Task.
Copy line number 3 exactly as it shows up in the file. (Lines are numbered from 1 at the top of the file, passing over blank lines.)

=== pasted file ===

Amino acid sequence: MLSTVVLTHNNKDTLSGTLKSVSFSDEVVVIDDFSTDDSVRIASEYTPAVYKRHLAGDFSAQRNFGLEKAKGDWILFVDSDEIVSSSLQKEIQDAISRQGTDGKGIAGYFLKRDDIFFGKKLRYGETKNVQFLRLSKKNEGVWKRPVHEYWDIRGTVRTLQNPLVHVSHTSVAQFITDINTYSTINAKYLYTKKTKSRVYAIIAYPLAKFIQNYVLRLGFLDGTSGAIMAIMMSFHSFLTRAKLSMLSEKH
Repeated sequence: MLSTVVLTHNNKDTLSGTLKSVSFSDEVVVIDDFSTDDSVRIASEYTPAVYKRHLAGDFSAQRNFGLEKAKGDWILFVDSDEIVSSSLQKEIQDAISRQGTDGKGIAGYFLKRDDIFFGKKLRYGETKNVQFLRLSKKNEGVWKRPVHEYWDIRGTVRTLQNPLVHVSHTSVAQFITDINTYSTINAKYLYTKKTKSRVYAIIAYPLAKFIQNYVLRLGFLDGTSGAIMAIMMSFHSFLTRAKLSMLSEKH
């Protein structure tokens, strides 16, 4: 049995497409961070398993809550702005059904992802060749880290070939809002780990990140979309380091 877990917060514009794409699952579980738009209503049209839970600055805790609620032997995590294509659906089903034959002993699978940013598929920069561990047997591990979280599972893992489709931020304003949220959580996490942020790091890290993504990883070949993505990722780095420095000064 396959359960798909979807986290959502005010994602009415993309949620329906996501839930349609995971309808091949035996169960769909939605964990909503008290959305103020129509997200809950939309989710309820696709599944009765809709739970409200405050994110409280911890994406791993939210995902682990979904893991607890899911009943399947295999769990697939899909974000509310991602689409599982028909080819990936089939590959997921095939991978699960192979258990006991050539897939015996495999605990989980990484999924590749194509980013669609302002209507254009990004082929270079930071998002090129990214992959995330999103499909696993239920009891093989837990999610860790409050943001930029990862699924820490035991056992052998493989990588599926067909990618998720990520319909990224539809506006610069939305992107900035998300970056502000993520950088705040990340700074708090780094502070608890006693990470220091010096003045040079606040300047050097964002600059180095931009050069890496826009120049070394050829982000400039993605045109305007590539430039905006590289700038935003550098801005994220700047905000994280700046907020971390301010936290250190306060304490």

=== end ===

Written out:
């Protein structure tokens, strides 16, 4: 049995497409961070398993809550702005059904992802060749880290070939809002780990990140979309380091 877990917060514009794409699952579980738009209503049209839970600055805790609620032997995590294509659906089903034959002993699978940013598929920069561990047997591990979280599972893992489709931020304003949220959580996490942020790091890290993504990883070949993505990722780095420095000064 396959359960798909979807986290959502005010994602009415993309949620329906996501839930349609995971309808091949035996169960769909939605964990909503008290959305103020129509997200809950939309989710309820696709599944009765809709739970409200405050994110409280911890994406791993939210995902682990979904893991607890899911009943399947295999769990697939899909974000509310991602689409599982028909080819990936089939590959997921095939991978699960192979258990006991050539897939015996495999605990989980990484999924590749194509980013669609302002209507254009990004082929270079930071998002090129990214992959995330999103499909696993239920009891093989837990999610860790409050943001930029990862699924820490035991056992052998493989990588599926067909990618998720990520319909990224539809506006610069939305992107900035998300970056502000993520950088705040990340700074708090780094502070608890006693990470220091010096003045040079606040300047050097964002600059180095931009050069890496826009120049070394050829982000400039993605045109305007590539430039905006590289700038935003550098801005994220700047905000994280700046907020971390301010936290250190306060304490």